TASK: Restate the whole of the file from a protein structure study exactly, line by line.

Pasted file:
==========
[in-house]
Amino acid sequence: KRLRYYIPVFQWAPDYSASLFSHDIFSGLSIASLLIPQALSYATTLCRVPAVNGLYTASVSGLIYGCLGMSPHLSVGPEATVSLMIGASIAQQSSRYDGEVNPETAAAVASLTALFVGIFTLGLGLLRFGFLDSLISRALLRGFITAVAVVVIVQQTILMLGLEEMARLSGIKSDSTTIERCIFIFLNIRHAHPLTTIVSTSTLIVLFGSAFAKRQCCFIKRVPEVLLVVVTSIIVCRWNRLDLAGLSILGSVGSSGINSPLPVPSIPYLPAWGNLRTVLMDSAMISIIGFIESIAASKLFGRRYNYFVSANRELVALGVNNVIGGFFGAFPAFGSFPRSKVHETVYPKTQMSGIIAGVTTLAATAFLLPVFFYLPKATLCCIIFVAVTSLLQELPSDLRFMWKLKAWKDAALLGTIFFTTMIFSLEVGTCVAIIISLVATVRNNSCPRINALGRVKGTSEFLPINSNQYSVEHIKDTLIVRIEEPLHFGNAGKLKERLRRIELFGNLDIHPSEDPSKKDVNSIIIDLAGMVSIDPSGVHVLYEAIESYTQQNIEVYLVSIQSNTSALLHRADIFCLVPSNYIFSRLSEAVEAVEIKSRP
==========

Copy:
[in-house]
Amino acid sequence: KRLRYYIPVFQWAPDYSASLFSHDIFSGLSIASLLIPQALSYATTLCRVPAVNGLYTASVSGLIYGCLGMSPHLSVGPEATVSLMIGASIAQQSSRYDGEVNPETAAAVASLTALFVGIFTLGLGLLRFGFLDSLISRALLRGFITAVAVVVIVQQTILMLGLEEMARLSGIKSDSTTIERCIFIFLNIRHAHPLTTIVSTSTLIVLFGSAFAKRQCCFIKRVPEVLLVVVTSIIVCRWNRLDLAGLSILGSVGSSGINSPLPVPSIPYLPAWGNLRTVLMDSAMISIIGFIESIAASKLFGRRYNYFVSANRELVALGVNNVIGGFFGAFPAFGSFPRSKVHETVYPKTQMSGIIAGVTTLAATAFLLPVFFYLPKATLCCIIFVAVTSLLQELPSDLRFMWKLKAWKDAALLGTIFFTTMIFSLEVGTCVAIIISLVATVRNNSCPRINALGRVKGTSEFLPINSNQYSVEHIKDTLIVRIEEPLHFGNAGKLKERLRRIELFGNLDIHPSEDPSKKDVNSIIIDLAGMVSIDPSGVHVLYEAIESYTQQNIEVYLVSIQSNTSALLHRADIFCLVPSNYIFSRLSEAVEAVEIKSRP